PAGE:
Detailed planning? 3 deciding factors
Detailed planning: When should you plan in detail?
If you create many small tasks and include in your planning, you can end up “blowing up” you planning. The risk is that you will end up spending your entire day on updating your planning, especially in a dynamic environment that requires many changes. This blog will explore what alternatives there are and what factors determine whether you should plan in detail or not.
Just to make things clear, we need to explain the type of work that we are discussing. We are not talking about project based work, as tasks in a project will always be part of the project planning. We are talking about all kinds of activities that need to be carried out by employees on an ad hoc basis. Or small changes to a design as a result of feedback from customers, which needs to be done on the fly.
What is a detailed planning?
A detailed planning is a planning build up out of small tasks. When taking a look at our customers we find that in general, an unit of half an hour is considered small. If you use half an hour as a measurement unit, then you have a theoretical maximum of 16 units per employee per day. A company with 25 employees, would have access to 400 units per day and 8000 units per month. That’s a lot of units to plan and control, especially if the planning changes often.
Planning is not an exact science. The aim behind planning is to estimate future work, and we would like to emphasize the word “estimate”. Reality however, is not easily estimated. Not a single plane will exactly follow the charted course. There are continuous deviations, as circumstances will change during the flight, and cannot be predicted. The course (or the planning) is only a tool used to arrive at the destination.
The moment you start with detailed planning, it becomes easy to lose sight of the goal. The focus will be on predicting and controlling all the work. This might satisfy the control freak, but planning all those items will become a job in and off itself, which is not what we wanted to achieve. Planning is not a goal, it’s only a means to a goal.
The alternative: Planning in blocks
The alternative is to plan all those small tasks as a single block. One or more four hour blocks are planned per week and you request an employee to work on the block containing all the small tasks. It’s important to bundle all those small tasks, as picking them up between other activities, is multi-tasking, which leads to time-waste. Please take a look at our blog on the 4 time wasters in project planning.
How will you know that for instance, 4 hours is enough? Based on experience, people will usually be able to make an estimate of how much time they need for all those small tasks. Are you unable to make that estimation? Build an experience database via time-writing. By requiring employees to register the hours they spend on these tasks for a couple of weeks, you will be able to have clear insight into the average time spend on these tasks. This input can be used to determine the time span of the “blocks” which can be used in creating an effective week planning.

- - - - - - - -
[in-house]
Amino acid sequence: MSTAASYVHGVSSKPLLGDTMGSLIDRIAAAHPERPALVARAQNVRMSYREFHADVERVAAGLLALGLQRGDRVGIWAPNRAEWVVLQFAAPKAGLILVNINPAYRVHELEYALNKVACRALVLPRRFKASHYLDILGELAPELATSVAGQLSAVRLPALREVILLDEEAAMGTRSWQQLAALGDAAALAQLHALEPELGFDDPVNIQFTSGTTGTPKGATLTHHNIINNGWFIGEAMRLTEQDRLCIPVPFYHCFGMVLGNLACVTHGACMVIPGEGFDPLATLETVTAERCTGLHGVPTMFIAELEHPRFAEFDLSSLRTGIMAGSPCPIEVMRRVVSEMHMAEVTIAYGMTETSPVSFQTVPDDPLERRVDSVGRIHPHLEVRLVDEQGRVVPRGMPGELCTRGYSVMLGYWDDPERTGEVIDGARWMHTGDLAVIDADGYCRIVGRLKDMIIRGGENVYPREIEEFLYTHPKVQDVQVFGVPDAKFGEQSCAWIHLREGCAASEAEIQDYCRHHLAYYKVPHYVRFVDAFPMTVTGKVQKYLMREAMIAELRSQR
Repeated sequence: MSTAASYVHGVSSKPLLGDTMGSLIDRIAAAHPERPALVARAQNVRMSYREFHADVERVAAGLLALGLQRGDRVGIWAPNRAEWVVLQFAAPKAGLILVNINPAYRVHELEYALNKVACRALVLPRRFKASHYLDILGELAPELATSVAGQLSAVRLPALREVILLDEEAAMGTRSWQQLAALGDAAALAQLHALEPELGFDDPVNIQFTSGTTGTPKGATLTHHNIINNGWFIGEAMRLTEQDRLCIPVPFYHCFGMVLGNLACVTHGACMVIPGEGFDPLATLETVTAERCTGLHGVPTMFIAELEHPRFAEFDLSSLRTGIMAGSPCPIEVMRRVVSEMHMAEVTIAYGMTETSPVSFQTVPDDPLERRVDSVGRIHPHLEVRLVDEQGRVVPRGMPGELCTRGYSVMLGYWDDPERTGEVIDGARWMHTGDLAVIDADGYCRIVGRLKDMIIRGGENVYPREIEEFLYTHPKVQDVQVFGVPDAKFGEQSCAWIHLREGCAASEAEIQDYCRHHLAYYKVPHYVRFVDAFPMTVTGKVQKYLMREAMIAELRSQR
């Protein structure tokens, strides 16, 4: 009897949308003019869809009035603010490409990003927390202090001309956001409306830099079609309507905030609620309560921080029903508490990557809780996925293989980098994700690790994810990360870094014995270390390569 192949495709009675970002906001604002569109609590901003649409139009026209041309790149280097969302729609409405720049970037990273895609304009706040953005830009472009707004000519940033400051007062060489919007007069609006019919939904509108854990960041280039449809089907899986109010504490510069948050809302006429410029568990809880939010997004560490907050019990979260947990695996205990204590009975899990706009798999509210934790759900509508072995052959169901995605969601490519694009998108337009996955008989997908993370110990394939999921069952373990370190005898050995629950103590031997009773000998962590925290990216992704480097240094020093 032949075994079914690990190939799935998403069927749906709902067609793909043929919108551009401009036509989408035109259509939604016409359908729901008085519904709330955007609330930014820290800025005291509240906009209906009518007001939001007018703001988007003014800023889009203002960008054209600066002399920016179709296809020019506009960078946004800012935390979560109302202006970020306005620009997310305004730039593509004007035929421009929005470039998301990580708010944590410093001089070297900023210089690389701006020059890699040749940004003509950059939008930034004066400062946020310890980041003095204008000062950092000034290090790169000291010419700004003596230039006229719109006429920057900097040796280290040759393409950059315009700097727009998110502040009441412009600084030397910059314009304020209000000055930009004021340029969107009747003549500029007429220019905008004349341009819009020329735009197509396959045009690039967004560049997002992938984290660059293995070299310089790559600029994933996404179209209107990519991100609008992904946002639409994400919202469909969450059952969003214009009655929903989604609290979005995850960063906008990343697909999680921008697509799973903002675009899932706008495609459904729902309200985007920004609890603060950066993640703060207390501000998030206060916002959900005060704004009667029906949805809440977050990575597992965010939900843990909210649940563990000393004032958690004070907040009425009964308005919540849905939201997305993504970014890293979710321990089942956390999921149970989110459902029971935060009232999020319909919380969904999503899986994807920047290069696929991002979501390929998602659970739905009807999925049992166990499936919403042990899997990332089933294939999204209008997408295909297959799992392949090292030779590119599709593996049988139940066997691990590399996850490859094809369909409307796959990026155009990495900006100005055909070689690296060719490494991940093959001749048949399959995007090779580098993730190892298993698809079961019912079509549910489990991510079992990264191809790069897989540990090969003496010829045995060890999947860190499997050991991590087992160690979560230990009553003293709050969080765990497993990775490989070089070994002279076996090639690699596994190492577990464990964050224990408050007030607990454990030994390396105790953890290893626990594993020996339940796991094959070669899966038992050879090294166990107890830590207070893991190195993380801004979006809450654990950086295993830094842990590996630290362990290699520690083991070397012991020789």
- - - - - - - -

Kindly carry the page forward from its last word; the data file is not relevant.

You will find that time-writing requires registration on task level. The registration will often be required for invoicing based on costing price agreements. Even if you make use of fixed prices or service contracts, you will still want to know whether or not you are still within budget.
Is planning in blocks always the best approach? No, it’s not. There definitely are some small tasks which cannot be planned in a block and require you to plan them on task level. It will depend on the situation.
The main question is: When do you make a planning using blocks? There are three deciding factors:
The first factor shows whether or not a concrete agreement regarding start/end times is in place. These are hard requirements that determine the period within which the tasks needs to be carried out. An example would be changes to a webpage that need to be done at night, to make sure that visitors will not be hindered.
The second factor determines whether coordination is required between employees or tools. An example would be a half-hour photo-shoot where a photographer, an assistant and a photo booth are required at the same times. The use of all these resources needs to be planned, as they might not all be available at the same time.
The third factor determines how substantial the work is. Is it a 4 hour task? Then it makes sense to plan it individually. Does the task require less time or is it not known how much time is required? Then plan the task as part of a block, combined with other tasks.
Mark de Jong
Mark is Sales & Marketing Manager at Timewax. He has a background as a project and resource manager with PricewaterhouseCoopers Management Consultants with expertise in the field of Professional Service Automation (PSA)